Dean’s Distinguished Lecture Series

The Dean’s Distinguished Lecture Series brings prominent artists, practitioners, scholars, and researchers to Northeastern to share their insights on creativity, communication, collaboration, and working across disciplines. Speakers are nominated by the Dean’s Research Fellows and selected in partnership with the Dean.

 

 

Adaptive Design: Nurturing Achievement for Individuals, Design Teams, and Wider Society with Alex Truesdell

The College of Arts, Media and Design is thrilled to welcome Alex Truesdell to Northeastern on April 4 as part of the Dean’s Distinguished Lecture Series.

Alex Truesdell is the Executive Director and Founder of Adaptive Design Association (ADA) and a 2015 winner of a MacArthur “Genius” Fellowship. ADA is an organization that envisions and builds low-tech, affordable tools and furniture that enable children with disabilities to participate actively in their homes, schools, and communities. The organization aims to bring makers and users together to build custom adaptations – from enlarging the handle on a hairbrush for someone with minimal grip, to modifying a cafeteria bench for wheelchairs, to customizing switches so someone with limited speech and mobility can enter Morse code into their smartphone and carry on live conversations. Through these adaptive design approaches, Truesdell challenges the assumption that “disability” means fixed limitations and instead suggests that limitations can be minimized, or even eliminated, with effective user-inspired adaptations. Read more about her here.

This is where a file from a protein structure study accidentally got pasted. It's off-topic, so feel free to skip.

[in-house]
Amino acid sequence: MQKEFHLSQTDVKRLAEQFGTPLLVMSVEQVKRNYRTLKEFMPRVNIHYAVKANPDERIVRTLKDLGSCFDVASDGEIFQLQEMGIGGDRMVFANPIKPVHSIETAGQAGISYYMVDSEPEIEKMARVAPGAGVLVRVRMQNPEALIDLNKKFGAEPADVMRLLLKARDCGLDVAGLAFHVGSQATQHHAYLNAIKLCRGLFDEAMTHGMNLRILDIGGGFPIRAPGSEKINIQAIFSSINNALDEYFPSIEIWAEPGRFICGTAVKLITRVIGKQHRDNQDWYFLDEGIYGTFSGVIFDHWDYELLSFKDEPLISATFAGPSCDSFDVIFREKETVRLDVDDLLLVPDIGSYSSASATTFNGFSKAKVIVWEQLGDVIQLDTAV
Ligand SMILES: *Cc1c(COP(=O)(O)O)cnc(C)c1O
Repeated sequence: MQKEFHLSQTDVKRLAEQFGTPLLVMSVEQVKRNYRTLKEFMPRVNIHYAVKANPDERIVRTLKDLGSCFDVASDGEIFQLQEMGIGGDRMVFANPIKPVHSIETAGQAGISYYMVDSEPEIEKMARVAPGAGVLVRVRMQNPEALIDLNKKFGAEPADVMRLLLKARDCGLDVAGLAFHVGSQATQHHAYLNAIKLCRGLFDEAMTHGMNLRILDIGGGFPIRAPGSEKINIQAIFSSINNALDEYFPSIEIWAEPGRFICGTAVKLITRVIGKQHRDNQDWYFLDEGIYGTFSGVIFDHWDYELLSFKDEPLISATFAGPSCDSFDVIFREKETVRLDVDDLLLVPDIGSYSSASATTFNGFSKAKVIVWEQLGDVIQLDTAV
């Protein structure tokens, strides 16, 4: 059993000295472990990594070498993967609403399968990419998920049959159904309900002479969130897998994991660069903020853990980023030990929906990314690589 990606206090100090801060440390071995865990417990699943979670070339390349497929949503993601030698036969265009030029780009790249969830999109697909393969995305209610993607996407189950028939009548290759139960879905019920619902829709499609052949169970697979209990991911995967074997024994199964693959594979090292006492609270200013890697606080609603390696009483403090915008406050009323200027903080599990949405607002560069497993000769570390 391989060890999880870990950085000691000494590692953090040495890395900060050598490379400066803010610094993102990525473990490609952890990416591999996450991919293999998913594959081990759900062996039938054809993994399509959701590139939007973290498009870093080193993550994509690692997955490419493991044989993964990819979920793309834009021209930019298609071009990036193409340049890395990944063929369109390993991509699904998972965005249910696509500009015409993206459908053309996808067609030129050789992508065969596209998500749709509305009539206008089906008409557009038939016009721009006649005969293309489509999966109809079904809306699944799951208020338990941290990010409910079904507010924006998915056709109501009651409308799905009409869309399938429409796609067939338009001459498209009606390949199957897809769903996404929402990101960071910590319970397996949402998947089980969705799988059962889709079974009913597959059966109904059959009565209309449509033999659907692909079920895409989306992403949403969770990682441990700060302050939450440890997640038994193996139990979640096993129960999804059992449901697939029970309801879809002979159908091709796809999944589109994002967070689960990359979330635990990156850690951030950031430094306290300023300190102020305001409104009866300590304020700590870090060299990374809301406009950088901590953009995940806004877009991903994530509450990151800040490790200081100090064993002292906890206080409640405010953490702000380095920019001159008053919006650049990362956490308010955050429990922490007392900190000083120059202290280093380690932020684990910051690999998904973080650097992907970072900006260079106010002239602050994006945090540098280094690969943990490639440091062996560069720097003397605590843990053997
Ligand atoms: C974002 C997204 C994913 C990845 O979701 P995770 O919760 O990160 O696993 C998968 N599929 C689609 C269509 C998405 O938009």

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Nick Cave – in Conversation

Artist Nick Cave spoke at Northeastern University on Friday, October 12, 2018, at 1:30PM in Blackman Auditorium. Nick Cave joined in conversation with Northeastern faculty Scott Edmiston, Department of Theatre and Sarah Kanouse, Department of Art & Design.

Drawing on his training as both a visual artist and dancer, Nick Cave works in a wide range of mediums including sculpture, installation, performance, and video. Cave’s Soundsuits highlight the artist’s oeuvre, meticulously handcrafted from found objects, recycled remnants, and discarded materials. They exist as both sculptures in themselves and (when occupied by a dancer), activated forms referencing ritual attire from around the world, responding to the globalization of cultural identity.